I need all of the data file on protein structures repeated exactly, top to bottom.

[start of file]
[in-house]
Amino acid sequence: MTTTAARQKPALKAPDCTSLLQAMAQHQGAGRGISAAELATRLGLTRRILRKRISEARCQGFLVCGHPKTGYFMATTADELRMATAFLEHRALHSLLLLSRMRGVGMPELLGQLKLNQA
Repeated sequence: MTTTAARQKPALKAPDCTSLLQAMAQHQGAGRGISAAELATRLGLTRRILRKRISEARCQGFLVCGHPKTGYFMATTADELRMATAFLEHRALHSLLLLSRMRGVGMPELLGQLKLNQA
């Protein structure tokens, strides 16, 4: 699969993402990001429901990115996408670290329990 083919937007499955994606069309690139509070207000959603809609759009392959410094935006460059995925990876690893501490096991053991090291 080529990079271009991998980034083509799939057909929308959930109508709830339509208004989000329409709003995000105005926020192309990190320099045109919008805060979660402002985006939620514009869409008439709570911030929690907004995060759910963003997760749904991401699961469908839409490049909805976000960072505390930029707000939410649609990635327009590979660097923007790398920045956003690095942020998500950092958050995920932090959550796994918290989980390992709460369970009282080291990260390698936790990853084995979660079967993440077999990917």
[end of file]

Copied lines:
[in-house]
Amino acid sequence: MTTTAARQKPALKAPDCTSLLQAMAQHQGAGRGISAAELATRLGLTRRILRKRISEARCQGFLVCGHPKTGYFMATTADELRMATAFLEHRALHSLLLLSRMRGVGMPELLGQLKLNQA
Repeated sequence: MTTTAARQKPALKAPDCTSLLQAMAQHQGAGRGISAAELATRLGLTRRILRKRISEARCQGFLVCGHPKTGYFMATTADELRMATAFLEHRALHSLLLLSRMRGVGMPELLGQLKLNQA
């Protein structure tokens, strides 16, 4: 699969993402990001429901990115996408670290329990 083919937007499955994606069309690139509070207000959603809609759009392959410094935006460059995925990876690893501490096991053991090291 080529990079271009991998980034083509799939057909929308959930109508709830339509208004989000329409709003995000105005926020192309990190320099045109919008805060979660402002985006939620514009869409008439709570911030929690907004995060759910963003997760749904991401699961469908839409490049909805976000960072505390930029707000939410649609990635327009590979660097923007790398920045956003690095942020998500950092958050995920932090959550796994918290989980390992709460369970009282080291990260390698936790990853084995979660079967993440077999990917």